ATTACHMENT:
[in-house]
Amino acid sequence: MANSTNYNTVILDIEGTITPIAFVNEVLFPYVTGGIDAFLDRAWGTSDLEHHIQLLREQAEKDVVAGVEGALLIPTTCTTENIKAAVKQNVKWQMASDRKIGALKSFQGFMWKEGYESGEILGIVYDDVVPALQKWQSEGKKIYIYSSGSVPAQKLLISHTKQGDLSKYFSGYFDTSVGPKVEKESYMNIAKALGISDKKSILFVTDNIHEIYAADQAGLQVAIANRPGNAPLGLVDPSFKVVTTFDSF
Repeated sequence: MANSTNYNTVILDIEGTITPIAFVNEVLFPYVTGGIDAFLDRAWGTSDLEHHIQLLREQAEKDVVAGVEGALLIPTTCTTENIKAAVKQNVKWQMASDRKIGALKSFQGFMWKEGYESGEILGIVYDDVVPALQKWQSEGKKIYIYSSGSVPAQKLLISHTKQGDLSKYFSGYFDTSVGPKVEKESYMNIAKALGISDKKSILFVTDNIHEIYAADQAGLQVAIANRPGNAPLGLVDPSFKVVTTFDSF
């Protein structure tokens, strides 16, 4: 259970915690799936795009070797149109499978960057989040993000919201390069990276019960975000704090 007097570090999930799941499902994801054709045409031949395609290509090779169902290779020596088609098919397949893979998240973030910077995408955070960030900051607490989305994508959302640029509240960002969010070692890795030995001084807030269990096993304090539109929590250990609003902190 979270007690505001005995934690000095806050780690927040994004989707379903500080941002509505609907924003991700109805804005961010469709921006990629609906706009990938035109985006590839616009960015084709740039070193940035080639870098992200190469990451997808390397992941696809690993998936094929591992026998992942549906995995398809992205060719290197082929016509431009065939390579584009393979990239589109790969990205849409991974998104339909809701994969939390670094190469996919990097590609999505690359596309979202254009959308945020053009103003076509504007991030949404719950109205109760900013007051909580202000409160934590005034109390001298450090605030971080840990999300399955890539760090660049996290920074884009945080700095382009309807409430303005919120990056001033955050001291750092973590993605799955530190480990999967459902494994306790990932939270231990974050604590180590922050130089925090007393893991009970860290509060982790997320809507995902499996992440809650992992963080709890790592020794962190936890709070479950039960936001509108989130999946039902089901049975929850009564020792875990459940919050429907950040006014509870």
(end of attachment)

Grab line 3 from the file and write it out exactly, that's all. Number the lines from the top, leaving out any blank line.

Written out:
Repeated sequence: MANSTNYNTVILDIEGTITPIAFVNEVLFPYVTGGIDAFLDRAWGTSDLEHHIQLLREQAEKDVVAGVEGALLIPTTCTTENIKAAVKQNVKWQMASDRKIGALKSFQGFMWKEGYESGEILGIVYDDVVPALQKWQSEGKKIYIYSSGSVPAQKLLISHTKQGDLSKYFSGYFDTSVGPKVEKESYMNIAKALGISDKKSILFVTDNIHEIYAADQAGLQVAIANRPGNAPLGLVDPSFKVVTTFDSF